farfetch

LPA: You’ve been involved in fashion start ups since the 1990’s, how different do you feel it is to launch a fashion brand now than it was, say, ten years ago? Do you think that the rise of digital media and online retail has made it harder or easier to get a new business off the ground?

JN: Launching a fashion brand now is very different to ten years ago. Any new start-up has the potential to tap a global audience straight away, due to the rise of online retail. Local businesses are no longer restricted to local trading and can be braver and bolder. This makes it ever more important for brands to establish their own DNA, decide what it is they are trying to achieve and define and stay true to their brand values in order to enable them to standout in a highly competitive market.

LPA: When you launched farfetch in 2008 it was a unique concept in that it didn’t just offer multiple brands a platform from which to retail online, but also multiple independent boutiques. Many of these boutiques also have their own e-commerce platforms too so what advantages do feel being part of FarFetch.com offers them that perhaps their own sites don’t?

JN: In addition to instant access to a ready-made e-commerce infrastructure, and support from experienced and multi-lingual staff in four offices (London, Porto, Los Angeles and São Paulo), farfetch allows global exposure for boutiques allowing instant online presence worldwide to our established customer base; in essence, more ‘eyes on the prize’, the prize being their boutique and their collections. The concept creates a truly exciting proposition for a fashion hungry global audience who are able to shop an unrivalled collection of the world’s best brands in one easy to navigate space. I learnt first-hand the huge challenges facing a bricks and mortar retailer wanting to expand into the hugely competitive online environment. farfetch acts as a single portal offering independent fashion boutiques and designers an opportunity to compete in the online arena with the leaders of fashion e-tail.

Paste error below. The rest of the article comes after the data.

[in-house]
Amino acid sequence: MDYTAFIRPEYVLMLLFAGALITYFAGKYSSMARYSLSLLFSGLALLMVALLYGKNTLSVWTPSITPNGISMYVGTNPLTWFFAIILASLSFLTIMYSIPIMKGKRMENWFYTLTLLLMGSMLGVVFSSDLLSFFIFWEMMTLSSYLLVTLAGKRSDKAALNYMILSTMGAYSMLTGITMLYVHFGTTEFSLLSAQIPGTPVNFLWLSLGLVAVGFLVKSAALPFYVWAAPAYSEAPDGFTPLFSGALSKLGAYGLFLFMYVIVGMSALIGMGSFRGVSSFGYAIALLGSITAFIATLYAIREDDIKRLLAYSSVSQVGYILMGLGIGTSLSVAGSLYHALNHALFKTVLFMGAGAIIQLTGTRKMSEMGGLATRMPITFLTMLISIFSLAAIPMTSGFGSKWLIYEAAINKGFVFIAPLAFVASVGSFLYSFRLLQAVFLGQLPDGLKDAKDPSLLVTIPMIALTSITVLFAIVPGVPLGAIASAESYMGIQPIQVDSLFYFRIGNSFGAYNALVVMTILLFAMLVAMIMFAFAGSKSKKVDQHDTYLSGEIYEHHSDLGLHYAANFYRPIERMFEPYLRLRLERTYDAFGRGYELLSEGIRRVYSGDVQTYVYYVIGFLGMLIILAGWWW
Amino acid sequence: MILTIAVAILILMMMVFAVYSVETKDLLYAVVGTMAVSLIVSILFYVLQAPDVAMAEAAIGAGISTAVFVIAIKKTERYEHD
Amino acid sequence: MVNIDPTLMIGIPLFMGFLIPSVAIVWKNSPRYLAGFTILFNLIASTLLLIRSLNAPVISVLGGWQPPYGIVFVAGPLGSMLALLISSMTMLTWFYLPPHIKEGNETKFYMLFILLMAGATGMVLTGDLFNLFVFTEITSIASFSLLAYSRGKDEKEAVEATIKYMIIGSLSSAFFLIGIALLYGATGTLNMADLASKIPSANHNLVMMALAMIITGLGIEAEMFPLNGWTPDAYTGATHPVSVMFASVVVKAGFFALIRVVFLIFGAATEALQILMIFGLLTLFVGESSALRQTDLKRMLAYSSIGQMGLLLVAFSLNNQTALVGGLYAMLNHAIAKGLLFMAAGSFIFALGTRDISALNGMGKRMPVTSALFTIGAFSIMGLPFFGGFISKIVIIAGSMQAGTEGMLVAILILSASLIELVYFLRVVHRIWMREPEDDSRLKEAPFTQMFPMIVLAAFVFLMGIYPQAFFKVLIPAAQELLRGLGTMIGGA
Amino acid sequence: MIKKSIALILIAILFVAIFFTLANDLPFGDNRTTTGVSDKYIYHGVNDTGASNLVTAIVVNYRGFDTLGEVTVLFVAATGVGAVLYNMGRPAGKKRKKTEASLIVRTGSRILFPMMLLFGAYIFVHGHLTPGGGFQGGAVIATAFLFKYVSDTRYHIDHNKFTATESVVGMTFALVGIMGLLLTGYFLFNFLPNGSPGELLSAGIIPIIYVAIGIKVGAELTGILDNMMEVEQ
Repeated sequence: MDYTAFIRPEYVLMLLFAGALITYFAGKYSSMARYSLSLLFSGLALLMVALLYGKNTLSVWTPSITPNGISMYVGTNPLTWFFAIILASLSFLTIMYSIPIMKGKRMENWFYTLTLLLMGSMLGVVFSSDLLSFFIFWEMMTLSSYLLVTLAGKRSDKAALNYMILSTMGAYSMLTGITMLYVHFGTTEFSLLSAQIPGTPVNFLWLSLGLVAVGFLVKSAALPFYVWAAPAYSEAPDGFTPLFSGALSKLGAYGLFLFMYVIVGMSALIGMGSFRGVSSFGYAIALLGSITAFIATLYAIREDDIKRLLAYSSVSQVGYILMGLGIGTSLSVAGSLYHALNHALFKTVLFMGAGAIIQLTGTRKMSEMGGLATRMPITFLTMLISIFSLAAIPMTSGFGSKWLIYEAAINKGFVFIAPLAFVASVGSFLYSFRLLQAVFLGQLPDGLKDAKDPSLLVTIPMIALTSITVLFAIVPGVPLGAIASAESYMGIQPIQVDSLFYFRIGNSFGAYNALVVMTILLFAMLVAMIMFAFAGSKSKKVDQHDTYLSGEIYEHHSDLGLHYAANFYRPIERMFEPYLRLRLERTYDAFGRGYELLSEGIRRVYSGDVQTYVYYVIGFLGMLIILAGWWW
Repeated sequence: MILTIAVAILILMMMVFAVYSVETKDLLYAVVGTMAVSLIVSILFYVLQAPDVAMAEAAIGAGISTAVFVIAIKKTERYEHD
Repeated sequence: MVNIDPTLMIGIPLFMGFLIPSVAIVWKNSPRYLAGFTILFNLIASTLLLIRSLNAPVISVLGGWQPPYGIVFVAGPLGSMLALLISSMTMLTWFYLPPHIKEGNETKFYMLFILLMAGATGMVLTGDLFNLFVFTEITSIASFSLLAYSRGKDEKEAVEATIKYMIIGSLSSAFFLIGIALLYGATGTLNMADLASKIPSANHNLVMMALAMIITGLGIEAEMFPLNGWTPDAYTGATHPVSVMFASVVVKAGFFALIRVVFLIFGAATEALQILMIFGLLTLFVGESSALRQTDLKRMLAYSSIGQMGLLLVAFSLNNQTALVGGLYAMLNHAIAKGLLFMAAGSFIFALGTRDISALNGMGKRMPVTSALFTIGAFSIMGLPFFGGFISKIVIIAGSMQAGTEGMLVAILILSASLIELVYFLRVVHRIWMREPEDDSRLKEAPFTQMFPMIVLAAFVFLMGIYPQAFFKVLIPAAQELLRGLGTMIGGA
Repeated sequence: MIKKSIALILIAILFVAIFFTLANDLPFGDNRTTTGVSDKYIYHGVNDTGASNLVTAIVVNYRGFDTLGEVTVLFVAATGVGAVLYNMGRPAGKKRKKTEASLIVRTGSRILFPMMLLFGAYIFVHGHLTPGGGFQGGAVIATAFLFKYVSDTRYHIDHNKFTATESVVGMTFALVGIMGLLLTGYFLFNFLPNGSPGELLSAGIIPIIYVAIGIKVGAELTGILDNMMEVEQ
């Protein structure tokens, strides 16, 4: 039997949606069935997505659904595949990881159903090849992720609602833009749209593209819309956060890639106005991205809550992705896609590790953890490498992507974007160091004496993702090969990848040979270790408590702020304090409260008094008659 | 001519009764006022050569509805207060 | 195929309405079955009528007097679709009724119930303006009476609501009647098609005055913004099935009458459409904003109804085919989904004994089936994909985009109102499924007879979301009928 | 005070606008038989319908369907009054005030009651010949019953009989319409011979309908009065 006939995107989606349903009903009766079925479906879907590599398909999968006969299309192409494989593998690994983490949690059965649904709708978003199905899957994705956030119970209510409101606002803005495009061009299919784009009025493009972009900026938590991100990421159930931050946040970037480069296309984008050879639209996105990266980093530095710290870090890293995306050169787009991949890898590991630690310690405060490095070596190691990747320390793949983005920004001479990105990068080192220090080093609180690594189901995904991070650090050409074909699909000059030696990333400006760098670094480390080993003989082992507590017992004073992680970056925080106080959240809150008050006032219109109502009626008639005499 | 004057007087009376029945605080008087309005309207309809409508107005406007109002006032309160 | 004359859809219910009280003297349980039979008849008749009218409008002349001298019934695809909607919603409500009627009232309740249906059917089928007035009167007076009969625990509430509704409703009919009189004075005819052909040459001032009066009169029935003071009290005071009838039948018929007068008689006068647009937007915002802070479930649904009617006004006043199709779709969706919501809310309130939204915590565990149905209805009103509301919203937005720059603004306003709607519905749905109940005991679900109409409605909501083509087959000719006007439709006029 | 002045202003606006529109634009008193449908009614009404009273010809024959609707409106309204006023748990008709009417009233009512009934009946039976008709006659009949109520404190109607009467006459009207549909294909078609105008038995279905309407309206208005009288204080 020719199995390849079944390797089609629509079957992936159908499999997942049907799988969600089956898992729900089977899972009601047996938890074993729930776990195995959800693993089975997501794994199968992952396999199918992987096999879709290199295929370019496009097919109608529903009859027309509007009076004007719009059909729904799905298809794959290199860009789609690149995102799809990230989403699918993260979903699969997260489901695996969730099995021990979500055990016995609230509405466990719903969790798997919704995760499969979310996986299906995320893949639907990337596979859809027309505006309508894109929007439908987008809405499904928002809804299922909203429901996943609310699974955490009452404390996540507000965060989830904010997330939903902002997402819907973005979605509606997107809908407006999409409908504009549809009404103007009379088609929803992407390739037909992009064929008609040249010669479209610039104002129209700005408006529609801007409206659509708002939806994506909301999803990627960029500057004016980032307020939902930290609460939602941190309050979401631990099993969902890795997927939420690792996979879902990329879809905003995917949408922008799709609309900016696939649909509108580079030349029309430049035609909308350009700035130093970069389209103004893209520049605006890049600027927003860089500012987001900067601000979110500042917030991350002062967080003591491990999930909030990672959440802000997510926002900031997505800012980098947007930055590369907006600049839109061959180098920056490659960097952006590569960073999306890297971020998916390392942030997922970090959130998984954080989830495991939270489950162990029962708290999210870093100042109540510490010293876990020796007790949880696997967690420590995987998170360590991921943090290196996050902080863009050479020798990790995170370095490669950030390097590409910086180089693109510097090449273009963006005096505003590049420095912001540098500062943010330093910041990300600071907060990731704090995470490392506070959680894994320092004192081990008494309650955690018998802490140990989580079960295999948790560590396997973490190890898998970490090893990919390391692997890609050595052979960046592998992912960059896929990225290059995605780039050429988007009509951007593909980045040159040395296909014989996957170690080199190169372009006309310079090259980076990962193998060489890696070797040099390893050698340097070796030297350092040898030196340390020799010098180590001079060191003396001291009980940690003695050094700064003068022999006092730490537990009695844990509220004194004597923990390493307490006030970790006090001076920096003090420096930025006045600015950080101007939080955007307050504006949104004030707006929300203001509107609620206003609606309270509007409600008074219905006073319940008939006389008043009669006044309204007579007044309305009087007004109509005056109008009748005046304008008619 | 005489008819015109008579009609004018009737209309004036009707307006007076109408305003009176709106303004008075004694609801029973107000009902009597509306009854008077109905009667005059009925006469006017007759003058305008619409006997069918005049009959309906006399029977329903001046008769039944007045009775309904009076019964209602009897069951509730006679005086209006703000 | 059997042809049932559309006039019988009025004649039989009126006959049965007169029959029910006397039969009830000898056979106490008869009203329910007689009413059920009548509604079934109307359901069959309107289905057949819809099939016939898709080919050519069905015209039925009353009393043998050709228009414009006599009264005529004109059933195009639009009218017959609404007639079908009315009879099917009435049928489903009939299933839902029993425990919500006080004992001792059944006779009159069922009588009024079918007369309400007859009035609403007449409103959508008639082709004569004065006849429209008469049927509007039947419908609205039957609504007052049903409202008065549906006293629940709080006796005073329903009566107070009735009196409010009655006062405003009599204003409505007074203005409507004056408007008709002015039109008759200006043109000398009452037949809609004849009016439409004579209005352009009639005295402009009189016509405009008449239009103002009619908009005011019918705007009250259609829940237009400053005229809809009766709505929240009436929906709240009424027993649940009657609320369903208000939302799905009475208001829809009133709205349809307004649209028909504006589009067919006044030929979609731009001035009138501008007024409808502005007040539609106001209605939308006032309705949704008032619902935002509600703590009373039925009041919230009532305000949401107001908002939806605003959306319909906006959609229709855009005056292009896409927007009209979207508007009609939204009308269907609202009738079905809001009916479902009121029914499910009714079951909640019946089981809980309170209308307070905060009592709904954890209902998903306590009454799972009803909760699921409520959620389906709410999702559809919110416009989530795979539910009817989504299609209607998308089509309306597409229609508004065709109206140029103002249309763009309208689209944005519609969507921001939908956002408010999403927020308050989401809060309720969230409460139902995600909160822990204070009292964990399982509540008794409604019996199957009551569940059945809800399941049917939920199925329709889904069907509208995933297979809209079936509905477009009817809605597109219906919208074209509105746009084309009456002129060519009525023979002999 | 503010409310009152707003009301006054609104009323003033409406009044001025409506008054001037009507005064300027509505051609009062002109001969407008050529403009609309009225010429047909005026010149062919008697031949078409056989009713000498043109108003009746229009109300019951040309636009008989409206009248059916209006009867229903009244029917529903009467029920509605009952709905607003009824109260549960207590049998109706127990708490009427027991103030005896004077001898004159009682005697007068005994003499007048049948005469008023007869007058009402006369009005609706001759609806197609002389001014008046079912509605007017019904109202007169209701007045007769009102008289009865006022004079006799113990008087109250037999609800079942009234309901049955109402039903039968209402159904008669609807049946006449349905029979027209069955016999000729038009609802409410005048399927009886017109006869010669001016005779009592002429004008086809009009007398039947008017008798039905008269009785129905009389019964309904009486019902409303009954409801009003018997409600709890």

LPA: To what extent do you feel that the landscape of luxury fashion e-tail is dominated by sites like Net-a-Porter and MATCHESFASHION.com? Could you ever see this balance changing in the future?

JN: Since farfetch launched in 2008 e-commerce has developed rapidly as a hugely competitive environment, with key players naturally emerging. Whilst the e-commerce market has increased with expansions and new ventures, farfetch has maintained an advantageous position through its unique business model, by uniting the very best boutiques and giving them an online platform on which to grow and flourish. farfetch is naturally at an advantage with an unrivalled product offer in excess of 82, 000 units of stock. We have an extensive fashion view point due to our portfolio of boutiques buying in such a varied manner.

LPA: How are the boutiques farfetch takes on board selected? And how much involvement do you have in the process?

JN: Each one of the boutiques in our community has been carefully selected for their unique approach, forward-thinking attitude and diversity. I have a personal interest, and take an active role in selecting new boutiques, especially internationally. In addition to boutiques proactively applying to join our network, we have a fantastic business development team who are responsible for finding the best boutiques in each territory we work within. Keeping in mind our mantra of quality over quantity they work tirelessly to ensure we are continually working with the best boutiques around the world.

LPA: Having been heavily involved in the success of SWEAR, bStore, SIX London and countless other fashion businesses besides, I imagine that you really know clothes. How would you describe your personal style? Are there any brands you particularly love at the moment?